Interstate 40 has a much simpler tale than that of Interstate 10 to the south. Interstate 40 enters Arizona in Topock, along the Colorado River, and follows the AT&SF (now BNSF) railroad tracks almost all the way across Arizona.

After meeting Arizona 95 (with which the freeway is silently multiplexed from the Colorado River), Interstate 40 turns north to head up through Yucca (a railroad siding) to reach Kingman, the largest town in northwestern Arizona and childhood home of Andy Devine.

Interstate 40 turns east, multiplexed with US 93, to strike out towards Seligman and Ash Fork. Both towns are railroad towns, but Seligman today is more successful than Ash Fork, primarily because of increased tourism. Beyond Ash Fork, Interstate 40 climbs over Ash Fork hill and around the San Francisco Peaks to reach Williams, entering into the high pine forests of Northern Arizona.

Heading east from Williams, another railroad town and the gateway to the Grand Canyon, Interstate 40 reaches Flagstaff, situated at the base of Humphreys Peak, the tallest point in Arizona. Flagstaff is the most important city in Northern Arizona, home to Northern Arizona University and the Lowell Observatory.

Passing Flagstaff, Interstate 40 continues east to Winona via Walnut Canyon National Monument, then leaves the pine forests behind as it heads toward Meteor Crater and Winslow. Winslow, like many other towns along Interstate 40, owes it's existence to the railroad, but is now more famous because of the Eagles. "Standin' On A Corner" park was dedicated in 1998.

Leaving Winslow, Interstate 40 passes through the high grasslands of Northeastern Arizona, passing through Joseph City and Holbrook. After leaving Holbrook, Interstate 40 passes through Petrified Forest National Park and meets US 191 before leaving Arizona.

Interstate 40 in Arizona directly replaced the Mother Road - U.S. 66. US 66 was decommissioned in 1985, after the last section of Interstate 40 opened on October 13, 1984. Flagstaff was the first town bypassed, in 1968, and the loss of business was so great that Arizona DOT (ADOT) closed the freeway until from October 12-28, when new signs could be posted to direct people into Flagstaff.

Interstate 40 Arizona Highway Guides

This is a view of the current Interstate 40 bridge from an overlook along former U.S. 66 near the western end of the now-demolished Red Rock bridge. Photo taken March 3, 2007.

In 1965, there was a proposal to reroute Interstate 40 from Kingman to Searchlight, bypassing Topock. This proposal did not come to fruition, and the Topock route was confirmed in 1966.

Construction Timeline for Interstate 40:

  • 1967: Miles 0-2 (Colorado River Bridge to Needle Mtn Road) open.
  • 1977: Miles 2-4 (Needle Mtn Rd to East of Needle Mtn Road) open.
  • 1972: Miles 4-13 (East of Needle Mtn Road to Franconia Rd) open.
  • 1971: Miles 13-26 (Franconia Rd to Proving Ground Rd) open.
  • 1966: Miles 26-28 (Proving Ground Rd to Old Trails Rd) open.
  • 1965: Miles 28-37 (Old Trails Rd to Griffith Rd) open.
  • 1975: Miles 37-44 (Griffith Rd to Oatman Rd) open.
  • 1981: Miles 45-52 (Kingman bypass) open.
  • 1979: Miles 53-59 (Kingman east to DW Ranch Rd) open.
  • 1967: Miles 59-75 (DW Ranch Road to east of US 93) open.
  • 1969: Miles 121-139 (Seligman west to Crookton Road) open.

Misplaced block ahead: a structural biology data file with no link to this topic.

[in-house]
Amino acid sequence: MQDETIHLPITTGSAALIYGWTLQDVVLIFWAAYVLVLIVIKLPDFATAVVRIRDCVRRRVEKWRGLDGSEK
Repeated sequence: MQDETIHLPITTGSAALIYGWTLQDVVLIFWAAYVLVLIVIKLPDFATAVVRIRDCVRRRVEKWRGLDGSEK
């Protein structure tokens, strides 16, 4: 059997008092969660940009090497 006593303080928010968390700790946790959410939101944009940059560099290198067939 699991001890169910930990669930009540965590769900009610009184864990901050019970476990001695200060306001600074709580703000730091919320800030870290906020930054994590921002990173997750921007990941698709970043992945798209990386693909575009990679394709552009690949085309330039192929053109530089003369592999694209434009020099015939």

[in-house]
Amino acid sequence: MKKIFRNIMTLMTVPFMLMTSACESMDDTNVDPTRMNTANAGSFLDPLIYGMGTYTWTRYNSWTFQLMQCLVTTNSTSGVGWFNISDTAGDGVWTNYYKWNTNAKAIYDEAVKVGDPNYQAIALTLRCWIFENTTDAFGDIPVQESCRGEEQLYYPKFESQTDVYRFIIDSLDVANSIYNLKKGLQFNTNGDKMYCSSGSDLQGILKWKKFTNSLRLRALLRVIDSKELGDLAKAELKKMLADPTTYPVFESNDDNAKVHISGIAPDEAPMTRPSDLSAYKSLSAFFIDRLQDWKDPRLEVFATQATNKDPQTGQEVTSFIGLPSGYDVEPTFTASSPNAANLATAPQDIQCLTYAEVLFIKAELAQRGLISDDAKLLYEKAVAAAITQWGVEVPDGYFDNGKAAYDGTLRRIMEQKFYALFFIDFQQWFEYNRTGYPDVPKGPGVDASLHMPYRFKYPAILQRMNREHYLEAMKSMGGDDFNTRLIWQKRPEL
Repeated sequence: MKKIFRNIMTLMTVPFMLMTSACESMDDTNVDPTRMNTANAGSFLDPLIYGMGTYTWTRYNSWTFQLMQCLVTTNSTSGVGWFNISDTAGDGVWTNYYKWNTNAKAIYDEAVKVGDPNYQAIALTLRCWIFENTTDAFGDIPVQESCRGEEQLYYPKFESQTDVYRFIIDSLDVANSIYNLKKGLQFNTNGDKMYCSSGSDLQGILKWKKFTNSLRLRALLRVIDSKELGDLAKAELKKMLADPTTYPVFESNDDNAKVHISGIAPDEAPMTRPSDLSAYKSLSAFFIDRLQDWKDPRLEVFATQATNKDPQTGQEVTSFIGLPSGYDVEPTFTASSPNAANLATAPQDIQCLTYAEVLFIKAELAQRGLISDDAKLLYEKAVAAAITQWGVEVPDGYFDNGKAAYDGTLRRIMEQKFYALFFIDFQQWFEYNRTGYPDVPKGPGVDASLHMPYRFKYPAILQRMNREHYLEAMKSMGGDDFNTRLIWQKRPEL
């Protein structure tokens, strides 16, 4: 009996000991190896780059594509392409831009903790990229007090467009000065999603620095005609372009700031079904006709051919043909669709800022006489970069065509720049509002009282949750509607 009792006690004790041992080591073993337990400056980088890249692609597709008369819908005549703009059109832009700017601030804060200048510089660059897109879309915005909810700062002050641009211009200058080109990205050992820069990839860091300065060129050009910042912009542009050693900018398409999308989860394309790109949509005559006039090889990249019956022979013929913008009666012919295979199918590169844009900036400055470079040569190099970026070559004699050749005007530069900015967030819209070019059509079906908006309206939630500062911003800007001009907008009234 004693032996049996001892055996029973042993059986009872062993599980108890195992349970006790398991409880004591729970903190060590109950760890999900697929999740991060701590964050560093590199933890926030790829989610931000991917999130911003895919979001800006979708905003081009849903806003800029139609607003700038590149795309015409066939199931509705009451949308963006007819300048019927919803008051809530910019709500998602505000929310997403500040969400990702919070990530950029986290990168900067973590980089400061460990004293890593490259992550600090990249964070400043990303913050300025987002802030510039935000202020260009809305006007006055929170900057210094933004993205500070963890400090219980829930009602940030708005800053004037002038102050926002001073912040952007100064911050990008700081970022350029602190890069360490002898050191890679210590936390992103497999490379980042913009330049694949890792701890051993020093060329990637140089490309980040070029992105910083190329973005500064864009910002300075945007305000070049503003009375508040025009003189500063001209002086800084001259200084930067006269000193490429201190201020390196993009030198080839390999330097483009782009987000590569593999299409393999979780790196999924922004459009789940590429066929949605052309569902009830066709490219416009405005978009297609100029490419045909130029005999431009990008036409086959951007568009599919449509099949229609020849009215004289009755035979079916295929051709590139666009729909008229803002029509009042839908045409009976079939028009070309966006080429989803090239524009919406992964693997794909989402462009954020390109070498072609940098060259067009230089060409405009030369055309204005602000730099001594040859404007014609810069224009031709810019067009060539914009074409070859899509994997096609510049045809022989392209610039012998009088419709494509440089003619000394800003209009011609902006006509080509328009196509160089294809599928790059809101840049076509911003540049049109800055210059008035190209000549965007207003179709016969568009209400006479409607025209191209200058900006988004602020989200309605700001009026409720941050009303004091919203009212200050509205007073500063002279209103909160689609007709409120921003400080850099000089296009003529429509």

• 1965: Miles 139-144 (Crookton Rd to Ash Fork west) open.
  • 1981: Miles 144-148 (Ash Fork bypass) open.
  • 1964: Miles 148-155 (County Line Road to before Devil Dog Rd) open.
  • 1984: Miles 155-167 (Devil Dog Rd to Garland Prarie Rd, Williams Bypass) open.
  • 1963: Miles 167-178 (Garland Prarie Rd to Parks Rd) open.
  • 1964: Miles 178-185 (Parks Rd to Bellemont) open.
  • 1966: Miles 185-191 (Bellemont to Flagstaff West) open.
  • 1967: Miles 191-195 (Flagstaff West to Interstate 17) open.
  • 1968: Miles 195-219 (Interstate 17 to Twin Arrows) open.
  • 1971: Miles 219-245 (Twin Arrows Rd to Arizona 99) open.
  • 1968: Miles 245-251 (Arizona 99 to west of Winslow) open.
  • 1980: Miles 251-257 (Winslow bypass) open.
  • 1960: Miles 257-264 (Current AZ 87 to Hibbard Road) open.
  • 1967: Miles 264-274 (Hibbard Rd to Joseph City west) open.
  • 1981: Miles 274-277 (Joseph City bypass) open.
  • 1966: Miles 277-283 (Joseph City east to Perkins Valley Road) open.
  • 1980: Miles 283-289 (Holbrook bypass) open.
  • 1967: Miles 289-294 (Holbrook east to Sun Valley Rd) open.
  • 1963: Miles 294-303 (Sun Valley Rd to Adamana Rd) open.
  • 1961: Miles 303-320 (Adamana Road to Pinto Road, through Petrified Forest NP).
  • 1963: Miles 320-335 (Pinto Rd to past US 191 west) open.
  • 1965: Miles 335-343 (East of US 191 west to Querino Rd) open.
  • 1966: Miles 343-354 (Querino Rd to Hawthorn Rd) open.
  • 1961: Miles 354-359 (Hawthorn Rd to New Mexico) open.

Business Loops

I-40 originally had seven business loops, but two have been decommissioned.

  • Kingman (decommissioned 2003)
  • Seligman
  • Ash Fork
  • Flagstaff
  • Winslow (decommissioned 2007)
  • Joseph City
  • Holbrook

Interstate 40 scenes
2 photos
2 photos
Interstate 40 Arizona Trailblazer shield at the Topock exit. Arizona consistently uses the state name in its Interstate shield design, just like California. Nevada and New Mexico, two adjoining states, use the state name sporadically, while Utah never uses it on new signs. Photos taken 11/11/00.
Westbound Interstate 40, Los Angeles Signage at Topock (Exit 1). Photo taken 11/11/00.
Signage for Eastbound Interstate 40 and Southbound Arizona 95 from westbound Historic U.S. 66 at Topock (Exit 1). The button copy on the reflective sign can clearly be seen in these pictures. Photo taken 11/11/00.

Photo Credits:

11/11/00 by AARoads

Connect with:
Interstate 17
U.S. Highway 89
U.S. Highway 93
U.S. Highway 180
U.S. Highway 191

Page Updated 02-03-2009.